Former Trump campaign adviser Carter Page confirmed to Fox News on Thursday that he has not been interviewed by Department of Justice Inspector General Michael Horowitz as part of his probe into potential surveillance abuses by intelligence officials during the Russia investigation.
Page told Fox News that he is frustrated that he has had no input in Horowitz’s review, given his central role in the probe. Page was monitored by the FBI pursuant to a Foreign Intelligence Surveillance Act (FISA) warrant that was approved in October 2016 and renewed several times.
Last month, Horowitz told lawmakers his team is nearly finished with its long-awaited review of alleged surveillance abuses by the DOJ and FBI, saying it has submitted a draft to Attorney General Bill Barr and is “finalizing” the report ahead of its public release.
The inspector general said his team has “reviewed over 1 million records and conducted over 100 interviews, including several of witnesses who only recently agreed to be interviewed.”
But RealClearInvestigations first reported that Page was not among those witnesses.
Onetime Trump adviser Carter Page addresses the audience during a presentation in Moscow in 2016. (Reuters/Sergei Karpukhin)
“We have now begun the process of finalizing our report by providing a draft of our factual findings to the department and the FBI for classification determination and marking,” Horowitz wrote in a letter to several House and Senate committees. “This step is consistent with our process for reports such as this one that involve classified material.”
The FISA warrant applications targeting Page relied heavily on the now-discredited Steele dossier on Trump, which was funded by the Democratic National Committee (DNC) and the Hillary Clinton campaign. The FBI formally documented the apparent anti-Trump bias of the dossier’s author, British ex-spy Christopher Steele, shortly after the November 2016 presidential election — yet despite the red flags, continued to use his unverified dossier in the FISA applications, records obtained by Fox News earlier this year showed.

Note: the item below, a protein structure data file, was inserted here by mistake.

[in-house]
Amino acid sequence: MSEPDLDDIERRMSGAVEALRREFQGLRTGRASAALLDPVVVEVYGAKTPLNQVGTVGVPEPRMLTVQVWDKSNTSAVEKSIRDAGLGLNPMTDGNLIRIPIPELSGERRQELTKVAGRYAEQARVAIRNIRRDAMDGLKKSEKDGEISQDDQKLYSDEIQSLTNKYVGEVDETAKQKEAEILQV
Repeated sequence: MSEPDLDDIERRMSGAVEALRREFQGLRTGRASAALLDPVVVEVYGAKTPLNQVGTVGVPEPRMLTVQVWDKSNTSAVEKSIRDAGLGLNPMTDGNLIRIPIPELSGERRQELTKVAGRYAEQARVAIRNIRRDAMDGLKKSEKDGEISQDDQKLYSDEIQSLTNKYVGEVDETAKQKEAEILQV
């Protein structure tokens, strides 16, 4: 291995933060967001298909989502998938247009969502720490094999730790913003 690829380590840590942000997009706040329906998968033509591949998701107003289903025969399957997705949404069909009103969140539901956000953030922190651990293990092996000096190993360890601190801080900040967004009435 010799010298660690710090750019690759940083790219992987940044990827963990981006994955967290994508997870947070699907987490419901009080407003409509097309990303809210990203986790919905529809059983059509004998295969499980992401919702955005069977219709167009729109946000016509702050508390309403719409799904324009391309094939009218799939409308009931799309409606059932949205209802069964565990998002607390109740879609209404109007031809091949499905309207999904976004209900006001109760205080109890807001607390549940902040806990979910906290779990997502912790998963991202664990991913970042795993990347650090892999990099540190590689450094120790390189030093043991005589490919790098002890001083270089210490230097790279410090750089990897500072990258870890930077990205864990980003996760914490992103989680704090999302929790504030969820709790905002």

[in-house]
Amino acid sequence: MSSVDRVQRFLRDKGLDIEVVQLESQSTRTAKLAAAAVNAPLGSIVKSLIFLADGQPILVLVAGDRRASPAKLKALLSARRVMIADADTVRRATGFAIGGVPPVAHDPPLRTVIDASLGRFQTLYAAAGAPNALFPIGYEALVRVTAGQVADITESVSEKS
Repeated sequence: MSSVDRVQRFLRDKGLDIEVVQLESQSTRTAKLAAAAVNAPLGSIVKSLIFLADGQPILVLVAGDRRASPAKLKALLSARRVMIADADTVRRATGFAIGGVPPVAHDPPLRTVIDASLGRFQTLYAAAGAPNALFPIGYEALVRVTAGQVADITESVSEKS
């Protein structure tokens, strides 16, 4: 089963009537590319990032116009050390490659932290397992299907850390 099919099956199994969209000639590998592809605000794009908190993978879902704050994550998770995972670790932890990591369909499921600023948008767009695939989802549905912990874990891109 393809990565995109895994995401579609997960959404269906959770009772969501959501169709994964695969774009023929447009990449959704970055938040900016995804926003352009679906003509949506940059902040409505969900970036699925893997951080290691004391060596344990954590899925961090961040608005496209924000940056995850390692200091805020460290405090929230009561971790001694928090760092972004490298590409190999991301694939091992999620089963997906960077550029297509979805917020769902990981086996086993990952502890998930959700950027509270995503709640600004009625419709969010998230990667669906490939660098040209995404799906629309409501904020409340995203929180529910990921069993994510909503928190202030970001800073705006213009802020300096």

Meanwhile, a key FBI player during the time frame, former FBI deputy director Andrew McCabe, is facing the prospect of federal charges after Horowitz faulted him in a separate inquiry over statements he made during a Hillary Clinton-related investigation. The review found that McCabe “lacked candor” when talking with investigators, but the former FBI official has denied wrongdoing.
Washington, D.C., U.S. Attorney Jessie Liu has recommended moving forward with charges against McCabe, a CNN contributor, though no indictment has been handed down.
Horowitz’s inquiry is not the only ongoing review at the DOJ. Barr has also assigned John Durham, the U.S. attorney for Connecticut, to conduct an inquiry into alleged misconduct and alleged improper government surveillance on the Trump campaign during the 2016 presidential election.
Fox News reported this week that based on what he has been finding, Durham has expanded his investigation adding agents and resources, according to senior administration officials. The timeline has grown from the beginning of the probe through the election and now has included a post-election timeline through the spring of 2017, up to when Robert Mueller was named special counsel investigating Russian meddling in the 2016 elections.
And U.S. Attorney John Huber was appointed by former Attorney General Jeff Sessions to review not only alleged surveillance abuses by the Justice Department and the FBI, but also their handling of the investigation into the Clinton Foundation and other matters.
Fox News’ Catherine Herridge, Bret Baier Alex Pappas and Cyd Upson contributed to this report.